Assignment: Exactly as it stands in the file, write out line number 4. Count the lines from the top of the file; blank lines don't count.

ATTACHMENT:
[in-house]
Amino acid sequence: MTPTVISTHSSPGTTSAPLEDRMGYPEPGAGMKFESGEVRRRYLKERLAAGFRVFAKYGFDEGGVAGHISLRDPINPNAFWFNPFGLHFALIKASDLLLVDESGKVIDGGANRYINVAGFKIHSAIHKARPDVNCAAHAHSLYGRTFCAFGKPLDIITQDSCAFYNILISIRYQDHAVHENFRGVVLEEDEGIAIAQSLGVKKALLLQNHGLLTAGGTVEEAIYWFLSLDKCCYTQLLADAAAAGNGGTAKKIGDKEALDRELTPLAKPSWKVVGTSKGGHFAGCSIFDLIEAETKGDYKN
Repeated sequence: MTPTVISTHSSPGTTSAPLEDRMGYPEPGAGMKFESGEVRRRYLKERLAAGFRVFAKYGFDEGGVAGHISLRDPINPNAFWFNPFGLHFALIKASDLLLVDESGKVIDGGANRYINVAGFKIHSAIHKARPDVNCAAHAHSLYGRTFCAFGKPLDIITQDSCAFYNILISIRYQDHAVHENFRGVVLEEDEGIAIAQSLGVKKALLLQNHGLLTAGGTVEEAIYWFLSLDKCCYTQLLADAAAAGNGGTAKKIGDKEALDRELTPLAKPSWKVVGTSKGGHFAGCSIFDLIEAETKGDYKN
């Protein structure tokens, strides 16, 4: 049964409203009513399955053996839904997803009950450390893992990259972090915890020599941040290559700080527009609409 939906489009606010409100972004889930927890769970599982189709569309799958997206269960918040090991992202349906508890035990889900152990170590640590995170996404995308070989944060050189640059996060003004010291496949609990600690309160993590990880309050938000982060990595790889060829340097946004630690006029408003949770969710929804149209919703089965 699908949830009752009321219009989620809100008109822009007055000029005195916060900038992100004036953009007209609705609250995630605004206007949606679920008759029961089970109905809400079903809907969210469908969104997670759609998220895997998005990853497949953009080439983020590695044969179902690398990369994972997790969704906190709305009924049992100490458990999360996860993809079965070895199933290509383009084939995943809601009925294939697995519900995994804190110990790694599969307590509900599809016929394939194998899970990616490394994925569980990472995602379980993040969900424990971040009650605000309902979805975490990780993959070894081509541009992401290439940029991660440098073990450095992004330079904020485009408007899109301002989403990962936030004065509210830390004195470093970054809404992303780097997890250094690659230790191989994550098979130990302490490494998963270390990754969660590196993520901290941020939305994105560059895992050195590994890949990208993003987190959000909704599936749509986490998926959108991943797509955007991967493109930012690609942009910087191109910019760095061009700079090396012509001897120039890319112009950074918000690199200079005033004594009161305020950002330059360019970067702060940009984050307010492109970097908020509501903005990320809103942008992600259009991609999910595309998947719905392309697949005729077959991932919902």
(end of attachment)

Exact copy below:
């Protein structure tokens, strides 16, 4: 049964409203009513399955053996839904997803009950450390893992990259972090915890020599941040290559700080527009609409 939906489009606010409100972004889930927890769970599982189709569309799958997206269960918040090991992202349906508890035990889900152990170590640590995170996404995308070989944060050189640059996060003004010291496949609990600690309160993590990880309050938000982060990595790889060829340097946004630690006029408003949770969710929804149209919703089965 699908949830009752009321219009989620809100008109822009007055000029005195916060900038992100004036953009007209609705609250995630605004206007949606679920008759029961089970109905809400079903809907969210469908969104997670759609998220895997998005990853497949953009080439983020590695044969179902690398990369994972997790969704906190709305009924049992100490458990999360996860993809079965070895199933290509383009084939995943809601009925294939697995519900995994804190110990790694599969307590509900599809016929394939194998899970990616490394994925569980990472995602379980993040969900424990971040009650605000309902979805975490990780993959070894081509541009992401290439940029991660440098073990450095992004330079904020485009408007899109301002989403990962936030004065509210830390004195470093970054809404992303780097997890250094690659230790191989994550098979130990302490490494998963270390990754969660590196993520901290941020939305994105560059895992050195590994890949990208993003987190959000909704599936749509986490998926959108991943797509955007991967493109930012690609942009910087191109910019760095061009700079090396012509001897120039890319112009950074918000690199200079005033004594009161305020950002330059360019970067702060940009984050307010492109970097908020509501903005990320809103942008992600259009991609999910595309998947719905392309697949005729077959991932919902």